“I would rather see him here,” replied the other; “and I wish I had gev him the cock first, when he came out of the room; but what’d she do without his white head before her?—what’ll she do, and not have that to look at? But stop,” said Raymond—“wait a minute, and we’ll soon see whether he’ll waken or not.”
He then went into the little room where the poor child had lain during his illness, and immediately returned, bearing the cock in his hands—
“Wait,” said he; “I was bringing the bird to poor little Brian, for I promised it to him. We’ll see—we’ll see.”
As he uttered the words, he placed the bird down on the child’s bosom and called out—
“Brian, here’s your present for you, that I promised you—won’t you waken?—spake open your blue eyes, achora machree, and look at the fine bird I brought you.”
It was a most affecting little incident; for the contrast between the fiery scintillations flashed from the eye of the noble bird, the utter unbroken stillness of death, as character was so mournfully impressed upon the fair sweet features of innocence, was indeed such as few parental hearts could withstand. Raymond looked awhile as if even he had been struck by it.
“Ah no,” said he, going down to his mother; “no, Mary, he will never waken—and then what will you do for Brian’s white head?”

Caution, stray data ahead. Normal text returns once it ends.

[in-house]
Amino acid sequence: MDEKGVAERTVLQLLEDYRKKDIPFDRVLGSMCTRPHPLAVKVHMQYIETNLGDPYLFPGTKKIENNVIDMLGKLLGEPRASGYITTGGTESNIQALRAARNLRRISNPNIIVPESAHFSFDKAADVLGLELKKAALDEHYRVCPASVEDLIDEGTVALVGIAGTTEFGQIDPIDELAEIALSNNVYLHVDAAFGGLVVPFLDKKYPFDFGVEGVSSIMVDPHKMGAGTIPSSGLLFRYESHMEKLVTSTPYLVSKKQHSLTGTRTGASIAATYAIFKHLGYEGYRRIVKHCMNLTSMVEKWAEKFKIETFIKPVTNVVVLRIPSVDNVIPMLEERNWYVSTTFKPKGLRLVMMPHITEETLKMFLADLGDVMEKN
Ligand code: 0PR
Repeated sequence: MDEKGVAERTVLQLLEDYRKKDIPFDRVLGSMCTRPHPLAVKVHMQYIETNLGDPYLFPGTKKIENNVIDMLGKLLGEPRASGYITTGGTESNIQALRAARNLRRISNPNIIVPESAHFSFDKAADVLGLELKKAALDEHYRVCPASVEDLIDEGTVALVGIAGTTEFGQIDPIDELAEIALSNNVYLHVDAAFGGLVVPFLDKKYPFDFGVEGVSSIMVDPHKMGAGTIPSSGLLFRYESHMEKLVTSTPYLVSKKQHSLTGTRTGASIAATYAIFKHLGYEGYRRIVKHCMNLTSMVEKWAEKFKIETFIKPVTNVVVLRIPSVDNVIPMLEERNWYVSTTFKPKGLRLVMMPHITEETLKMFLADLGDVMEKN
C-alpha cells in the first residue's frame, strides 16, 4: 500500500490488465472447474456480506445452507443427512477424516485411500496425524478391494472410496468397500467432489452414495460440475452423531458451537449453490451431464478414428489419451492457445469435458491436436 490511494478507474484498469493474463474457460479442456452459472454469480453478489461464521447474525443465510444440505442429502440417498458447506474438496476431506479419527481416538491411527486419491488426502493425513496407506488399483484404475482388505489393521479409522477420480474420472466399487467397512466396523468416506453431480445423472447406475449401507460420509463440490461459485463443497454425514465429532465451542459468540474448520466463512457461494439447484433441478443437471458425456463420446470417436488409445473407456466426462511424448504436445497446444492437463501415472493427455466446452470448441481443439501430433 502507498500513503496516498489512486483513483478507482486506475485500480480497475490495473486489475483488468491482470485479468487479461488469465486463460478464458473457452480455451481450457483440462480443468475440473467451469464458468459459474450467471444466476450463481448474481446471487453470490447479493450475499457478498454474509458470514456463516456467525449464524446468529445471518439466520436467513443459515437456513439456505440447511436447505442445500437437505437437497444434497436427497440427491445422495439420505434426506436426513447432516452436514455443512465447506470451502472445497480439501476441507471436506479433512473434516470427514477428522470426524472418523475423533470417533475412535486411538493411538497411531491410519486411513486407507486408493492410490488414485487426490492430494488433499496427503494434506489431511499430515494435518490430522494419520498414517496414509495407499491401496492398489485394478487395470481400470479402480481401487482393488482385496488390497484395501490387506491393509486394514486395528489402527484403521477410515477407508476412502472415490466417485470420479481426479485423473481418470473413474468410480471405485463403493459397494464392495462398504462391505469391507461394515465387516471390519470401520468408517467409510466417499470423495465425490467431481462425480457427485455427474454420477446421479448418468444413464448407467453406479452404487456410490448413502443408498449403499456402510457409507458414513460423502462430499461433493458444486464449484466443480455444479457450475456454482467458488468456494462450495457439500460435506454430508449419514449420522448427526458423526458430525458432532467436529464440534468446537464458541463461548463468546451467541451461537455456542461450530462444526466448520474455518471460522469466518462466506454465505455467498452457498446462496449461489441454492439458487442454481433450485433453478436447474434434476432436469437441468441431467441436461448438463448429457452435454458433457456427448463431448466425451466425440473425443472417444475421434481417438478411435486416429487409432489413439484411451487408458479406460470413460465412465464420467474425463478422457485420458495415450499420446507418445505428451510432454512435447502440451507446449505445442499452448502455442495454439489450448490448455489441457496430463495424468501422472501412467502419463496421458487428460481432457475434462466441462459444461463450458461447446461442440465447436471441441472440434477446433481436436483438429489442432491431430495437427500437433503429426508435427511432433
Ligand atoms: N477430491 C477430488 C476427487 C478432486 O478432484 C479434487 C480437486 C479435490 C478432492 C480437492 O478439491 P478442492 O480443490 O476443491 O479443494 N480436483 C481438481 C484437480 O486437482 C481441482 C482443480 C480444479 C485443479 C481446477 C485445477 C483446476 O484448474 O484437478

“Whisht!” she replied; “whisht, and I’ll sing you a song. I have nothing else to do now but to sing and be happy—
father, farewell mother,
Farewell friends, and farewell foes!
I now will go and court some other,
For love it was the causer of all my woes.”
“An’ so it was,” she said; “for I did love some one, I think; but who they were, or where they are gone to, I cannot tell. Is your name,” she added, her eye blazing as she spoke to Raymond, “is your, name M’Clutchy?”
“Say it is,” suggested one of the neighbors; “may be it may startle the poor thing into her senses.”
“That’s not very likely,” replied another, “for it has startled her out of them—God in his mercy pity her!”
Raymond, however, adopted the first suggestion, without knowing why; and said in a loud voice—
“Ay is it; my name is Val the Vulture, that commands the blood-hounds.”
The creature started—became for a moment as if convulsed—then proceeded at a speed that was incredible, screaming frightfully, across the dark and desolate scenery that surrounded the house. It was vain to pursue her; for there was none there capable of doing it with success, unless Raymond, who understood not that she had become insane.
CHAPTER IX.—A Dialogue, exhibiting Singular Principles of Justice
—Solomon’s Tracts and Triumph—A Sincere Convert—Darby’s Views of Religion—Poll Doolin’s Honesty—Solomon’s Christian Generosity to a Man in Difficulty—M’Loughlin and his Family.